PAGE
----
Balancing risks and benefits of extended anticoagulant therapy for idiopathic venous thrombosis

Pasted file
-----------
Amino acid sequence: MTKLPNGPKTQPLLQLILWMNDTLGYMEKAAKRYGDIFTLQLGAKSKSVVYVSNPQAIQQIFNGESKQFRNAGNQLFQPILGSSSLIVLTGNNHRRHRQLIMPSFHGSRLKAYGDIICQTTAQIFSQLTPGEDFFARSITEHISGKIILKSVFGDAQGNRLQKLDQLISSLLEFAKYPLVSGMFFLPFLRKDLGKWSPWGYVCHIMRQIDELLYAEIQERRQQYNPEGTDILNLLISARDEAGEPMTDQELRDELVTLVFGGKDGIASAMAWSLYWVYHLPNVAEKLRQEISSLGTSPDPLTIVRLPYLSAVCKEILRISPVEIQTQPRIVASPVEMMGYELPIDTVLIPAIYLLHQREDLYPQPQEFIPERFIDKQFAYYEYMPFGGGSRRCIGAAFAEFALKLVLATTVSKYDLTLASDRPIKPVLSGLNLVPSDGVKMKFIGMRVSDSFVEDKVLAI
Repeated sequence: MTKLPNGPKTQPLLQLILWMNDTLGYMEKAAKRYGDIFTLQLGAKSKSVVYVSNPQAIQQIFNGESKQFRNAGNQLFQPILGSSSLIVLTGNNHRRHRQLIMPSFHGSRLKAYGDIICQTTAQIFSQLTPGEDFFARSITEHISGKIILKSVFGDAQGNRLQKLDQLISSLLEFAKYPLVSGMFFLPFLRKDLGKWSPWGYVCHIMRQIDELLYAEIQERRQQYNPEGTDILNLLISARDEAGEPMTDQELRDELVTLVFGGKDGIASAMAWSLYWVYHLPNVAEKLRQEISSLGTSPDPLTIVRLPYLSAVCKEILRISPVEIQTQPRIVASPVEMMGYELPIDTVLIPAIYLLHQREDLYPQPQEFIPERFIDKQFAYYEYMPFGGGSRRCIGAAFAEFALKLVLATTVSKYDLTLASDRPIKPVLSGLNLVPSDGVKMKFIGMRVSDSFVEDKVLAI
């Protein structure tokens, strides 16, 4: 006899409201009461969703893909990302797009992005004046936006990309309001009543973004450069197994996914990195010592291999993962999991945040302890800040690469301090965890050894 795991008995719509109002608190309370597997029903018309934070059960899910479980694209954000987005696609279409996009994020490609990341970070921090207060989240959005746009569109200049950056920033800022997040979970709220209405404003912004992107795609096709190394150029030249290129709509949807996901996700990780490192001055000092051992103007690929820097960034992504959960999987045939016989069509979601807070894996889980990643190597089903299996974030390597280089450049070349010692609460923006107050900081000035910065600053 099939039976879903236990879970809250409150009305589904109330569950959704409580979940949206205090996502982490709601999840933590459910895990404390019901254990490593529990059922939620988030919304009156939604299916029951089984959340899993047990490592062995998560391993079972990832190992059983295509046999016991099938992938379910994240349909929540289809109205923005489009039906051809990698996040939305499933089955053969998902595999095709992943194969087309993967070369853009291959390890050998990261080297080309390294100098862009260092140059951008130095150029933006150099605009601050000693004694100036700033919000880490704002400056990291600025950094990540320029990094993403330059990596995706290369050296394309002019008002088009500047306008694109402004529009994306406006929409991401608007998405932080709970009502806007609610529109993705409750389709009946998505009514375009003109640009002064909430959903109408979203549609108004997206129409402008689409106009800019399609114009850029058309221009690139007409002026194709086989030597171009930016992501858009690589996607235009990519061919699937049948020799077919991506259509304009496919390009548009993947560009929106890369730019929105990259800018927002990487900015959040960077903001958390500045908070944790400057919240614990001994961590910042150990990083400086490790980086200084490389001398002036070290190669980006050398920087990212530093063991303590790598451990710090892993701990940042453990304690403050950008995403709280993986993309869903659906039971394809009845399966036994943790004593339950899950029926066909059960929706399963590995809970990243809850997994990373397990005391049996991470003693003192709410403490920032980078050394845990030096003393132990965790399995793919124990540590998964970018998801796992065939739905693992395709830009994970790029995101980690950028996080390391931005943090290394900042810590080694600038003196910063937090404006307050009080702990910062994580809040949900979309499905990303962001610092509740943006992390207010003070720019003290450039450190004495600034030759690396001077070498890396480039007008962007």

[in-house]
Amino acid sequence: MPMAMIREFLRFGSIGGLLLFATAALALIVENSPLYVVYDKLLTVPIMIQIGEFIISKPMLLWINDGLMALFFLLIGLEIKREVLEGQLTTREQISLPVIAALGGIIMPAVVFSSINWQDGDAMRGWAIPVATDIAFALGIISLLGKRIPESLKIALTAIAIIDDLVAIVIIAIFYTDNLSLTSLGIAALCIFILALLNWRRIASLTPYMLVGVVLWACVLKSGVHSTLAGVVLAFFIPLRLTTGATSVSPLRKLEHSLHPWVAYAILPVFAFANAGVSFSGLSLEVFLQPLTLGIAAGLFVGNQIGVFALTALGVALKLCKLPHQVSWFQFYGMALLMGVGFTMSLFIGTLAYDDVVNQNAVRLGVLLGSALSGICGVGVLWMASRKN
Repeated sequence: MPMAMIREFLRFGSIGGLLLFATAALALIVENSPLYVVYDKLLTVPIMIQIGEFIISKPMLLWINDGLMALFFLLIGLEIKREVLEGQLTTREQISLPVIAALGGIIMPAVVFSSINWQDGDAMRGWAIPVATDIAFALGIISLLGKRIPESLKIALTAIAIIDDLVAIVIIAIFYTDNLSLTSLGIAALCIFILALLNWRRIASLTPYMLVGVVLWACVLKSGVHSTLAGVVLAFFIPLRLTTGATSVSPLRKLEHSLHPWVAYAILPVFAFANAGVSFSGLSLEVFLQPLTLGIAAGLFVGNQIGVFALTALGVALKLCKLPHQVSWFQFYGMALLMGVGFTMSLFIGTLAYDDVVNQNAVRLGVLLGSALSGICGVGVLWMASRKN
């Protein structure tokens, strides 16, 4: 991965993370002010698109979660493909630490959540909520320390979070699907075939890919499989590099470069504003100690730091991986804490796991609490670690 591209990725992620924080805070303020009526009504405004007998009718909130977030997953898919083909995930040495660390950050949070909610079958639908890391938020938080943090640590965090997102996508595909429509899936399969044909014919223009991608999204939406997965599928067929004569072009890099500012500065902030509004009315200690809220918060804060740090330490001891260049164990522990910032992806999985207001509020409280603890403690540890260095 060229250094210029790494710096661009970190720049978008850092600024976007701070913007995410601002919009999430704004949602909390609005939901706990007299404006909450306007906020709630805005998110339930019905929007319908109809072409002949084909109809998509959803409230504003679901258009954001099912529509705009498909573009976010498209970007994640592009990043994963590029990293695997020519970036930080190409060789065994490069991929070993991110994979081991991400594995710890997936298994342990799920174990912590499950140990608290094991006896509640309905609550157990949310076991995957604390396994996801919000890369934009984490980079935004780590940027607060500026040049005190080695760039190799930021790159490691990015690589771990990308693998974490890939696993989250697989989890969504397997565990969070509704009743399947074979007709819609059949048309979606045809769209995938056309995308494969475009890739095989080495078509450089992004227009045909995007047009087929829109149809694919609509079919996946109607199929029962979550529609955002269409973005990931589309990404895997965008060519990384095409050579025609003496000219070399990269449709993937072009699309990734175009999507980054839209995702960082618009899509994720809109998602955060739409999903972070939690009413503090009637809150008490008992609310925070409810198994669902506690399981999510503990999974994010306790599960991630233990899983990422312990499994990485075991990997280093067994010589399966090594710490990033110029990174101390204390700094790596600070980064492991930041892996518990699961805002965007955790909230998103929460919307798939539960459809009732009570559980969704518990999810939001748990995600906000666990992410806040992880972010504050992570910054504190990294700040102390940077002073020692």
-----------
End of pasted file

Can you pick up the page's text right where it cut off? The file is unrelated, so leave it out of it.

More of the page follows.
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About half of the patients with a first idiopathic proximal deep vein thrombosis (DVT) or pulmonary embolism (PE) are expected to have a recurrent episode of venous thromboembolism (VTE) within 10 years of stopping therapy, and randomized trials have shown that this group of patients benefit from long-term anticoagulant therapy. High risks for bleeding and patient preference are compelling reasons not to treat such patients long-term. Although a number of factors are associated with a reduced risk of recurrence, they require further validation before it is appropriate to routinely stop anticoagulants after 3 months in patients with idiopathic proximal DVT or PE.
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